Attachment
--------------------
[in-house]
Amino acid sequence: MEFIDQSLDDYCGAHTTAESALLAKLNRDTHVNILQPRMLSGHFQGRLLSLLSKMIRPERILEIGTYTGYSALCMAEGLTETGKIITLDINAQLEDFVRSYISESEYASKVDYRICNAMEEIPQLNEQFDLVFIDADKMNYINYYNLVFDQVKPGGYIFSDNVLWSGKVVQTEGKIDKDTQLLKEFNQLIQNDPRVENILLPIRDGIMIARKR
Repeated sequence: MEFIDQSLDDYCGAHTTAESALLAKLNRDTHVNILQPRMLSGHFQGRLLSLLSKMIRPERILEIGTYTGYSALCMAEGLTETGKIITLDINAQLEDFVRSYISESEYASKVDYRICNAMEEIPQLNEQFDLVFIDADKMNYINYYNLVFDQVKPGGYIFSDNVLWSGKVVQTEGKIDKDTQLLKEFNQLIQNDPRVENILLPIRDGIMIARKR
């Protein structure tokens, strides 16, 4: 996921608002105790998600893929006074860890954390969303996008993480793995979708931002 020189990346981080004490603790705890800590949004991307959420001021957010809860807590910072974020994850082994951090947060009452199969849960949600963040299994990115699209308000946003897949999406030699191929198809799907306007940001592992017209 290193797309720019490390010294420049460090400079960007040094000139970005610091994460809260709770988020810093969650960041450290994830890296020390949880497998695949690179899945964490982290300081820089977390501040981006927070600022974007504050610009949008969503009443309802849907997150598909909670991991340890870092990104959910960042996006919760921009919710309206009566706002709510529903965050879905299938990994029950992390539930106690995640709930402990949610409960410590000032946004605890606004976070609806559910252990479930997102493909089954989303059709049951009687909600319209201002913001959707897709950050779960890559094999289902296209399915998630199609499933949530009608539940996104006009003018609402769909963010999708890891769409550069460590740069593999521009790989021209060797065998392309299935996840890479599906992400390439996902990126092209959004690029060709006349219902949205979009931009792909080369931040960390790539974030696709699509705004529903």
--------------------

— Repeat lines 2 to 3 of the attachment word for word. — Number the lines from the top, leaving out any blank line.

Amino acid sequence: MEFIDQSLDDYCGAHTTAESALLAKLNRDTHVNILQPRMLSGHFQGRLLSLLSKMIRPERILEIGTYTGYSALCMAEGLTETGKIITLDINAQLEDFVRSYISESEYASKVDYRICNAMEEIPQLNEQFDLVFIDADKMNYINYYNLVFDQVKPGGYIFSDNVLWSGKVVQTEGKIDKDTQLLKEFNQLIQNDPRVENILLPIRDGIMIARKR
Repeated sequence: MEFIDQSLDDYCGAHTTAESALLAKLNRDTHVNILQPRMLSGHFQGRLLSLLSKMIRPERILEIGTYTGYSALCMAEGLTETGKIITLDINAQLEDFVRSYISESEYASKVDYRICNAMEEIPQLNEQFDLVFIDADKMNYINYYNLVFDQVKPGGYIFSDNVLWSGKVVQTEGKIDKDTQLLKEFNQLIQNDPRVENILLPIRDGIMIARKR